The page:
161: What does Liza’s reaction to his saying that she could still marry suggest about her background? What is it that he especially objects to in the life a prostitute which relates to a central theme of Part One?

164: What does her reaction to his portrait of a loving father reveal about her? Does she accept the argument that poverty is responsible for criminal behavior?

166: What does she mean by saying he’s “just like a book?” How accurate is she in her judgment of him?


During the time this story was published there was an immense amount of discussion about the social problem posed by prostitution, and there were many books and articles propounding exactly the same theme that the UM uses here. His speech to Liza is a chain of journalistic clichés.

167: What are in his motives in telling her all this? See also p. 177 for further evidence.

173: Why does she bring him the letter?

174: What do you think is the “obscene truth” he is realizing at the end of this section?

177-179: How do his fantasies about Liza illustrate his ideas about self-consciousness in Part One? Even rather poor persons could afford a single servant in the nineteenth century. Masses of them subsisted on negligible wages. What is ironic about the UM’s servant’s name?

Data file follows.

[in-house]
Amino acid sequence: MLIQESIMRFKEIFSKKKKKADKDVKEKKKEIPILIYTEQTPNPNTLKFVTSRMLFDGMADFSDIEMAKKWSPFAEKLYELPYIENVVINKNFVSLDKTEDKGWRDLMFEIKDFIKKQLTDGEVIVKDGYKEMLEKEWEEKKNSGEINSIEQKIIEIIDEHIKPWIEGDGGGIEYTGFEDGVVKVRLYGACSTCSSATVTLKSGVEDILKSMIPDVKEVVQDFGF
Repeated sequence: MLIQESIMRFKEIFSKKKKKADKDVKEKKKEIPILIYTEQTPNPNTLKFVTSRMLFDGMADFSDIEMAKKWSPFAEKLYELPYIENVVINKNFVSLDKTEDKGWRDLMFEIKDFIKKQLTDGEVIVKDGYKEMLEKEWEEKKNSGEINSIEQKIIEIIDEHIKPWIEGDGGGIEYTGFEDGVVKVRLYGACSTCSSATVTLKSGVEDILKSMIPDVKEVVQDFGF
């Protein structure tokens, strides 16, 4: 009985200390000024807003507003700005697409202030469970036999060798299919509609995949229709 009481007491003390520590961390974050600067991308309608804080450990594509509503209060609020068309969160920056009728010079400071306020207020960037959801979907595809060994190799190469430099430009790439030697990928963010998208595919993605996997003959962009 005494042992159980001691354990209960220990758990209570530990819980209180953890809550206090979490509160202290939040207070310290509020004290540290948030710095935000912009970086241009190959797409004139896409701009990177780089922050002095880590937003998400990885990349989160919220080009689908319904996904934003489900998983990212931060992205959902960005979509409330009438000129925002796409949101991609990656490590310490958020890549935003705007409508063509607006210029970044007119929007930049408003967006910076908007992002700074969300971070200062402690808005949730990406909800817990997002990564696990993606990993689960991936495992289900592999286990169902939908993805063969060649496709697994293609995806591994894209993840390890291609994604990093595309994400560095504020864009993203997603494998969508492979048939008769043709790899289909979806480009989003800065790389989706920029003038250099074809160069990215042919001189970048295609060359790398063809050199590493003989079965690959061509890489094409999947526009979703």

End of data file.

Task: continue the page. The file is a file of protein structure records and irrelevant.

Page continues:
184-185: What are his reactions when Liza appears?

186: Compare his silence with Liza with the incident at the dinner party earlier.

187-189: Why do you think he pours out this confession to her when she asks him to save her? What is the “very strange thing” that happens? Why do you think she reacts to him the way she does? Why does he react to her reaction the way he does?


“Won’t I hate her even more tomorrow, just because I’ve kissed her feet today?”

194-196: What emotions does the UM feel in the aftermath? Has the underground man learned from his experiences? What effect have they had on him? Does understanding one’s motives necessarily make one behave better? Can you see any way for the UM to escape from his trap?

Dostoyevsky was a devout Christian (his The Brothers Karamazov is one of the few great Christian novels). Can you find any evidence for his religious beliefs in this story, direct or indirect?

What do suppose his attitudes toward Voltaire were? In what ways is he like Faust? Have you ever met anyone like the UM? What effect did that person have on you?

Listen to Paul Brians discuss Notes from Underground on his podcast:

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Notes by Paul Brians, Department of English, Washington State University, Pullman 99164-5020.

First mounted June 17, 1995. Last revised March 28, 2006. Updated July 25, 2017.